Washington's Goat Rocks — and the ever-present Mount Adams

Mount Adams photo-bombed almost every picture I tried to take during my hike in the Goat Rocks a few weekends ago. I couldn't snap a photo of scree fields, glacial lakes, moss-covered trees — anything — without the 12,200-foot mountain creeping into the frame somehow.

The Lily Basin Trail (... and Mount Adams)

Ten trees (... and Mount Adams)

Golden trail-side grasses (... and Mount Adams)

Donnie and I started our 13-mile hike through the Southwest Washington wilderness at the Snowgrass Flats trailhead. We ascended about 1,600 feet into a bowl formed by various Cascades, then crossed alpine meadows and passed the partially frozen Goat Lake before descending back down toward Berry Patch. Though the marmots were less feisty and the wildflowers less plentiful than my last visit, earlier in the season back in 2010, we enjoyed stunning, wide-open views everywhere we looked.

Though Adams acted a lot like the drunk annoying guy at the party, I forgave it — and actually did manage to capture a few pictures sin mountain:

Fuzzy little mop head

A creek-side flower slightly past its prime

Whoops! Slipped in again.

Donnie and the valley, around mile 9

Descending along Goat Ridge trail toward the end of the day

Quick, before it melts!

I almost touched a glacier yesterday, but I couldn’t reach it because it’s rained a lot recently, and the river in front of it was too wide to cross without getting swept away and possibly drowning in ice-cold runoff. But I got really close — and by that, I mean 25 meters close. To a glacier. 1751800852_7392c0bc33.jpg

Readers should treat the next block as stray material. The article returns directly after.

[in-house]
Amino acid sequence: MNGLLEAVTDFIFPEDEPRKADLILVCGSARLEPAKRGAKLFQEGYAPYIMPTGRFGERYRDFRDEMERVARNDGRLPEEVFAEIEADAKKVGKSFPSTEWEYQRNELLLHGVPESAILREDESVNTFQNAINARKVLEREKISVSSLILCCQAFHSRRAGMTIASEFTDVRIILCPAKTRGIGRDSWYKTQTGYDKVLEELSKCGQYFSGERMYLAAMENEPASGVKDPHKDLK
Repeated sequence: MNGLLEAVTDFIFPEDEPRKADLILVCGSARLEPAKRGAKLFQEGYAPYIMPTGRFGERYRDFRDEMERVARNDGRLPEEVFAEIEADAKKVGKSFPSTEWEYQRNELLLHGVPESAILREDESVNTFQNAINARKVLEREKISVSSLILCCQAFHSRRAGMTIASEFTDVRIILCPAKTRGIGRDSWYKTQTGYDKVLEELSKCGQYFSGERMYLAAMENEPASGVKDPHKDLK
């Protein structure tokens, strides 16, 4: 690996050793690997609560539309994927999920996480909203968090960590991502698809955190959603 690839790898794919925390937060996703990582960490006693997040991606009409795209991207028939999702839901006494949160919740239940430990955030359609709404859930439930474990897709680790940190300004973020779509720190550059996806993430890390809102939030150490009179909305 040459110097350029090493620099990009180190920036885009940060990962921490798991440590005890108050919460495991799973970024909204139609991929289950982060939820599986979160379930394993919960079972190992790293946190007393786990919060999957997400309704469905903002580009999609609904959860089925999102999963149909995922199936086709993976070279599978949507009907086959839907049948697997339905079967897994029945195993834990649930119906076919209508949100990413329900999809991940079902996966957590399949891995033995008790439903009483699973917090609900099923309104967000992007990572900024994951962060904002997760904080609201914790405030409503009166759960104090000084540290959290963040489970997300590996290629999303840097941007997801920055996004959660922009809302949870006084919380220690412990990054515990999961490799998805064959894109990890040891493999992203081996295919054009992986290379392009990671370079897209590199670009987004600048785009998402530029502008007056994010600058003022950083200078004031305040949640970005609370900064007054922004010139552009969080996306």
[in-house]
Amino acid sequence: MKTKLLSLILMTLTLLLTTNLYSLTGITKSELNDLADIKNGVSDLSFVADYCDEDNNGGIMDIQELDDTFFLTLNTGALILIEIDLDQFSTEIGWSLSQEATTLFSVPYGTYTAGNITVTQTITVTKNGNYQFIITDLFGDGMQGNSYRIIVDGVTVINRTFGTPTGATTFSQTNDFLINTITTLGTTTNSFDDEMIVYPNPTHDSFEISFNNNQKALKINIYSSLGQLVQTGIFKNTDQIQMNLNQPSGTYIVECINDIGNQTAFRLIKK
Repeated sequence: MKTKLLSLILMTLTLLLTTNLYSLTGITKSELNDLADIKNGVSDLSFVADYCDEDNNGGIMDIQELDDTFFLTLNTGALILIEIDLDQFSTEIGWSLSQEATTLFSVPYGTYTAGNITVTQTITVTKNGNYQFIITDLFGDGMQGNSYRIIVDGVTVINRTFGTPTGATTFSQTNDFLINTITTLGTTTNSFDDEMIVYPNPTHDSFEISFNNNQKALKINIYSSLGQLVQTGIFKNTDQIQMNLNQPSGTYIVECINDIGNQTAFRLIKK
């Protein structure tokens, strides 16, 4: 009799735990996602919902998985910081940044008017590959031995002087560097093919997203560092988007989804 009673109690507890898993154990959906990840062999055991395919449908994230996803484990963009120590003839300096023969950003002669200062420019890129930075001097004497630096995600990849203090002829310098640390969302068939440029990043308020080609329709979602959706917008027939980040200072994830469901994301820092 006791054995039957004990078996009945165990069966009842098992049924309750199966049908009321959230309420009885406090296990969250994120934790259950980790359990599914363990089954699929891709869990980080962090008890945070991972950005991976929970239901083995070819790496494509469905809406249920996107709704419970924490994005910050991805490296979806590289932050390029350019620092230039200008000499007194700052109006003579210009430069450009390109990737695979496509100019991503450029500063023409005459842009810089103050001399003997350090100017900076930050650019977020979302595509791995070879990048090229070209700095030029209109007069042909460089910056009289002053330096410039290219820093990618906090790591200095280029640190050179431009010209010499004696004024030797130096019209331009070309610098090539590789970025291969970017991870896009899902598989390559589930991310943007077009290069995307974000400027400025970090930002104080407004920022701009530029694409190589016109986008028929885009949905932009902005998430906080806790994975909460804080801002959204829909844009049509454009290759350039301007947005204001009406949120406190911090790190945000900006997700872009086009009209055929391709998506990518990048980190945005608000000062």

The glaciers in Torres del Paine National Park are among the most accessible in the world. You can strap on crampons and hike across the top of Glaciar Grey, a 26 kilometer long finger of South Patagonian ice field. Or you can settle into a kayak and paddle up to the ice mass’ base. In a world of rapidly receding glaciers, that’s pretty rare.

Here’s a brief history of the park’s ice: The Earth’s plates shifted in this area about 12,000 years ago, thrusting the once horizontal layers of sedimentary rock out of the ground and into the air. Then it snowed and it snowed, and rather than melting like it’s known to do, the snow compacted into glaciers. The glaciers advanced, mostly during the Pleistocene era, eroding away at the uplifted rock, carving the dramatic formations this park is known for. Several of those same glaciers still remain, but are receding at between four and 10 meters each year. That means I’d better touch, walk on or otherwise experience the glaciers here quickly, before they're gone.

Check out pictures, like the one below of Los Cuernos, from my hike up Valle Frances.